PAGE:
I try to lay all my problems out nice and simply, so I can think them through one at a time. My main priority is getting back to the Demonata's universe. But that will have to wait. Things I have to settle first - Where am I? Where will I sleep tonight? How will I find food?

Take them one at a time. Location. I can't find out by asking passers-by but there must be alternatives. A library, perhaps, except I don't know where to find one. But now that I set my mind to it calmly, I see there are other ways. I can look in a telephone book in a phone box. Or go into a newsagent's and read the titles of the local papers.

I manage a small chuckle when I realise how simple it is to place myself. That gives me confidence and I turn to the other problems more positively. I can dig through rubbish bins for food. Not very nice, but I'm sure I'll scavenge enough to keep myself from starving.

Finding somewhere to sleep is harder. Hide in a library or museum? Or maybe in a shop that sells furniture? Keep low while they're closing, then come out when it's deserted, sleep on a couch or bed.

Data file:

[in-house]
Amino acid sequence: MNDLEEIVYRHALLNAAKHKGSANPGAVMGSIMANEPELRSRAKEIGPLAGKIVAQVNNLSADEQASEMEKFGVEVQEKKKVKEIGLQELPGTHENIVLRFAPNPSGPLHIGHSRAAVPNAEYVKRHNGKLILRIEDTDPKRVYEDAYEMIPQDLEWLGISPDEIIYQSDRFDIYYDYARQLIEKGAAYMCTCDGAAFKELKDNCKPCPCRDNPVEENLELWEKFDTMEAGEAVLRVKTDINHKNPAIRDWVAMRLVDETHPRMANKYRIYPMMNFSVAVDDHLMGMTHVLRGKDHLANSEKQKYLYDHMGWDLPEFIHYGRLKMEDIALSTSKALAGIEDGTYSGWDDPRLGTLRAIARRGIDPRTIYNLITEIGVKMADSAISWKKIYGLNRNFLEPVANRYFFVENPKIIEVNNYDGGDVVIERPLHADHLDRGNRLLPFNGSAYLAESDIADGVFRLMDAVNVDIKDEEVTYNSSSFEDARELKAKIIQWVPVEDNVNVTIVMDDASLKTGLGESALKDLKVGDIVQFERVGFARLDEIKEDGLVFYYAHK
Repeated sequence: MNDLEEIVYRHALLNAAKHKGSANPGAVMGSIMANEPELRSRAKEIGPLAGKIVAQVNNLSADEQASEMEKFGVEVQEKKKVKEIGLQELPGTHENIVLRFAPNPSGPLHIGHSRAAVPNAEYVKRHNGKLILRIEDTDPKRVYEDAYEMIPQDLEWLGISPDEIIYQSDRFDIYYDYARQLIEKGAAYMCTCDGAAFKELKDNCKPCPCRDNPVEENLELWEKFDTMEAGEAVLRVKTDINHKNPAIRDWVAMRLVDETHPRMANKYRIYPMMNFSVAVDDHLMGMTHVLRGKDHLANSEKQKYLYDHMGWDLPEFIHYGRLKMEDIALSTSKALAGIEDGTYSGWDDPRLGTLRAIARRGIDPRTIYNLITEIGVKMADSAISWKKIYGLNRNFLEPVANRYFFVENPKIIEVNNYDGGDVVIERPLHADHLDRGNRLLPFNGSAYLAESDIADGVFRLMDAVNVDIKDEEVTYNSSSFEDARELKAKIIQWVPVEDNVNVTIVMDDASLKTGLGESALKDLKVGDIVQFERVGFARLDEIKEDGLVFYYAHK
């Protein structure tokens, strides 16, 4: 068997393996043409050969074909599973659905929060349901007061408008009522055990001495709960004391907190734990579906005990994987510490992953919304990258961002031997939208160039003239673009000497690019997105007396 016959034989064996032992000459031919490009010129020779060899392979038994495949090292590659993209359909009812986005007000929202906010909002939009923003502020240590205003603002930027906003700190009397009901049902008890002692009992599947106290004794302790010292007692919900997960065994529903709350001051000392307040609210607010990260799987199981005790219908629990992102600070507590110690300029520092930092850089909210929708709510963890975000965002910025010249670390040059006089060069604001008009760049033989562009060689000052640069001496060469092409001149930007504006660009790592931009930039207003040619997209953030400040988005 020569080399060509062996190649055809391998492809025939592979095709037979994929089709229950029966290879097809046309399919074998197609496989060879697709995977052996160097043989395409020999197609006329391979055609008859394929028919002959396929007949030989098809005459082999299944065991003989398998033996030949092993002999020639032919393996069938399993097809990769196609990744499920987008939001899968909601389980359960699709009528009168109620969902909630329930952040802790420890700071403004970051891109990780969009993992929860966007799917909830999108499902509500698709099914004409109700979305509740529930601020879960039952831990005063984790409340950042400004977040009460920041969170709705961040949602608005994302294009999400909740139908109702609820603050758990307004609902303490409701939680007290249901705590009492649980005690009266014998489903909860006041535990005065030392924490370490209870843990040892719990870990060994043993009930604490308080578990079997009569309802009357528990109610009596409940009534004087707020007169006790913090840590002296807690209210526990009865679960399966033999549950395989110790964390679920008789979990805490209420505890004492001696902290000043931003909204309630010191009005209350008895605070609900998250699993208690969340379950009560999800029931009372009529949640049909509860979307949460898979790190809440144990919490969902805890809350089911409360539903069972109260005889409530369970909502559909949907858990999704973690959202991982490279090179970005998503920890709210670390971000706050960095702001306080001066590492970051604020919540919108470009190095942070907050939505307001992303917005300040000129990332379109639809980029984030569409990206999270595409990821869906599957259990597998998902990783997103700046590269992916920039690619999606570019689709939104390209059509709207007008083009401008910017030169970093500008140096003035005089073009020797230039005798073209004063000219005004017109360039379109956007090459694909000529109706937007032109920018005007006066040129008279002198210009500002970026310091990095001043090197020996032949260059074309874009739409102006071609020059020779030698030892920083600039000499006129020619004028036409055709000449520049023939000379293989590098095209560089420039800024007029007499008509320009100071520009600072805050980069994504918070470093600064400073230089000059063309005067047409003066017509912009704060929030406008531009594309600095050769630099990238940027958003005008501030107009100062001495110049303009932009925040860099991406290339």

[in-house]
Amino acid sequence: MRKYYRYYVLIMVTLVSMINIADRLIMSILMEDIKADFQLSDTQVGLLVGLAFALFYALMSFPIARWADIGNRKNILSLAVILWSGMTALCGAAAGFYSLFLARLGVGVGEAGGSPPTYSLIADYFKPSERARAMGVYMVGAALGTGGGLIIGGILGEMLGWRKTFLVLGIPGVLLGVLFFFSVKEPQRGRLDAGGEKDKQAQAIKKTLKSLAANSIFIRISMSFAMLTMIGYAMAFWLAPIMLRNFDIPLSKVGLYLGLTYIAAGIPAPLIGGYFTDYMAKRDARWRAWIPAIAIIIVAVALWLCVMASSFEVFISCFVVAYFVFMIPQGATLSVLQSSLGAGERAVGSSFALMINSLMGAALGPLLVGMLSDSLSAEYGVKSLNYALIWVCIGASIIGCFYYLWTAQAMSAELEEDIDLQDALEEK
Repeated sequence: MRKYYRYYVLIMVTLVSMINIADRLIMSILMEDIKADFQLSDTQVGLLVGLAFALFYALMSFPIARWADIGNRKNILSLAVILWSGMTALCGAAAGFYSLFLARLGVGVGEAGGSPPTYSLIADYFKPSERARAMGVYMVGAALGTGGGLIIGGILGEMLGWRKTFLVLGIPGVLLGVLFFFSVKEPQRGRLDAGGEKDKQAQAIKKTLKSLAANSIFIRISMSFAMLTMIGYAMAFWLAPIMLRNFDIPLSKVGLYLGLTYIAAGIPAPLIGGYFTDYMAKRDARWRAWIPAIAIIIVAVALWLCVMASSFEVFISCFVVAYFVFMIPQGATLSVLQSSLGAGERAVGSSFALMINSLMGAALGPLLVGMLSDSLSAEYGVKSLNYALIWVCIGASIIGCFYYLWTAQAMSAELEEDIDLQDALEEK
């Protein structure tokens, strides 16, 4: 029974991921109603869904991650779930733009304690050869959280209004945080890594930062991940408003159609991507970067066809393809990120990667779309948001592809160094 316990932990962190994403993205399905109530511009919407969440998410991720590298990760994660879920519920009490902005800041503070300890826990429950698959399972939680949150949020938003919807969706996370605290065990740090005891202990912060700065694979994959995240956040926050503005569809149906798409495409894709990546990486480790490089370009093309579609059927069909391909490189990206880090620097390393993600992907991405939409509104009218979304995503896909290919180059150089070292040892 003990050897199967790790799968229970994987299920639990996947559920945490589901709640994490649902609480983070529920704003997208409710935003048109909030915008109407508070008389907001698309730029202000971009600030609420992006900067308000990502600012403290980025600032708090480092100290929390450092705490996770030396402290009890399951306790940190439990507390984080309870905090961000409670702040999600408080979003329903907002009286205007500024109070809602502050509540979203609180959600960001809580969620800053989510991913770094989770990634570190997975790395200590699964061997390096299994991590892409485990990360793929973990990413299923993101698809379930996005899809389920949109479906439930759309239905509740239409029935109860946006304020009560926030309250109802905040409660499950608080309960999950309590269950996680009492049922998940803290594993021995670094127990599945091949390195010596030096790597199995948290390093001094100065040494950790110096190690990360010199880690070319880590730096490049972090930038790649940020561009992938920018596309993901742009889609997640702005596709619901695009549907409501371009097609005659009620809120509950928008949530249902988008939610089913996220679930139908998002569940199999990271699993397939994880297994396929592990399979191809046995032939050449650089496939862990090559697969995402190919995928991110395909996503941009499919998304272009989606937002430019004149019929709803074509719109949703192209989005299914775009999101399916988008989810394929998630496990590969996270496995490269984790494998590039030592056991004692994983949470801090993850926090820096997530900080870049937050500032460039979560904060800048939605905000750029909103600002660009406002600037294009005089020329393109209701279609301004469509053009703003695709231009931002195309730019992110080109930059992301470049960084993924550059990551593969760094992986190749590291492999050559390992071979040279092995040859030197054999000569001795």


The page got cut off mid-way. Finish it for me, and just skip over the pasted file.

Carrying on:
Not a bad plan, except all the shops have already closed. I might be able to do it tomorrow, but it won't work now. Maybe I'll have to sleep in the open tonight, over a street grille or on a park bench. Collect newspapers to wrap round myself. Hope I'm not discovered by a policeman. Look for somewhere better in the morning.

As I'm thinking that over, I catch sight of a pulsing light out of the corner of my left eye. My head jerks towards it. This isn't the first time it's happened. I've been reacting to every flashing light in shops or on street corners, hopes rising, thinking for a second that they're one of the magical pulsing patches.

I scowl at myself, feeling stupid for falling for the same trick for the hundredth time. I start to look away, telling myself to behave more sensibly next time, when it strikes me -

There's no shop or street corner where the flash came from.

I look left again, but slowly, not letting myself get excited. It's probably somebody on a bicycle, or a bird with a strip of foil in its beak, or...

But it isn't. It's a yellow patch of triangular light, drifting through the park, attached to nothing.

I'm on my feet immediately, thoughts of food and shelter forgotten, hurrying after the light. I catch up to it, reach for it like a baby reaching for its dummy, then stop. There's no point interfering with it, since there are no other pulsing patches for me to add it to. Better to follow, see where it leads and hope that luck is with me.